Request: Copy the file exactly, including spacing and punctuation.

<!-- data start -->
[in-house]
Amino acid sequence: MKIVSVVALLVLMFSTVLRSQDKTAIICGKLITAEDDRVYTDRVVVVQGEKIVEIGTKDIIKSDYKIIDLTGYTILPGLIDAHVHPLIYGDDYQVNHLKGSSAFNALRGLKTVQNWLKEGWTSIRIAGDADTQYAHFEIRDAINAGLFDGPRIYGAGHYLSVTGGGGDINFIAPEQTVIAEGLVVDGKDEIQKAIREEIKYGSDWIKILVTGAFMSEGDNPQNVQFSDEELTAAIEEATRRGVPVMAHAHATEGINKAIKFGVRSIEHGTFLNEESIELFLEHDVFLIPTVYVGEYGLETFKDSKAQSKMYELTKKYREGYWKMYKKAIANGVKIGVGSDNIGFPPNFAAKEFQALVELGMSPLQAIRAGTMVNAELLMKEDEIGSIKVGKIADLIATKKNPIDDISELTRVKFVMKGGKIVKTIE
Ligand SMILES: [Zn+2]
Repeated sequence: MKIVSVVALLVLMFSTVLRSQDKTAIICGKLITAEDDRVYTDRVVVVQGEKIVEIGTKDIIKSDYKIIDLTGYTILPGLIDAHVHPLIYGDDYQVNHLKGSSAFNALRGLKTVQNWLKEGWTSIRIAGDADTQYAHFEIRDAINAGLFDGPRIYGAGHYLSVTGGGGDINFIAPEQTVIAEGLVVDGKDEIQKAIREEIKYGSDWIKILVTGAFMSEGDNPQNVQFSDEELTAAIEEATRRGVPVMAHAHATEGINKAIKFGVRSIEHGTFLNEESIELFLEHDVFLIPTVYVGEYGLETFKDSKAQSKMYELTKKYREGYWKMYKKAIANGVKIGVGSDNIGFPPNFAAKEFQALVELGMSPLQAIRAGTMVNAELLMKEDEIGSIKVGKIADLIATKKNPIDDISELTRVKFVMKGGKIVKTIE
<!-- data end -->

[in-house]
Amino acid sequence: MKIVSVVALLVLMFSTVLRSQDKTAIICGKLITAEDDRVYTDRVVVVQGEKIVEIGTKDIIKSDYKIIDLTGYTILPGLIDAHVHPLIYGDDYQVNHLKGSSAFNALRGLKTVQNWLKEGWTSIRIAGDADTQYAHFEIRDAINAGLFDGPRIYGAGHYLSVTGGGGDINFIAPEQTVIAEGLVVDGKDEIQKAIREEIKYGSDWIKILVTGAFMSEGDNPQNVQFSDEELTAAIEEATRRGVPVMAHAHATEGINKAIKFGVRSIEHGTFLNEESIELFLEHDVFLIPTVYVGEYGLETFKDSKAQSKMYELTKKYREGYWKMYKKAIANGVKIGVGSDNIGFPPNFAAKEFQALVELGMSPLQAIRAGTMVNAELLMKEDEIGSIKVGKIADLIATKKNPIDDISELTRVKFVMKGGKIVKTIE
Ligand SMILES: [Zn+2]
Repeated sequence: MKIVSVVALLVLMFSTVLRSQDKTAIICGKLITAEDDRVYTDRVVVVQGEKIVEIGTKDIIKSDYKIIDLTGYTILPGLIDAHVHPLIYGDDYQVNHLKGSSAFNALRGLKTVQNWLKEGWTSIRIAGDADTQYAHFEIRDAINAGLFDGPRIYGAGHYLSVTGGGGDINFIAPEQTVIAEGLVVDGKDEIQKAIREEIKYGSDWIKILVTGAFMSEGDNPQNVQFSDEELTAAIEEATRRGVPVMAHAHATEGINKAIKFGVRSIEHGTFLNEESIELFLEHDVFLIPTVYVGEYGLETFKDSKAQSKMYELTKKYREGYWKMYKKAIANGVKIGVGSDNIGFPPNFAAKEFQALVELGMSPLQAIRAGTMVNAELLMKEDEIGSIKVGKIADLIATKKNPIDDISELTRVKFVMKGGKIVKTIE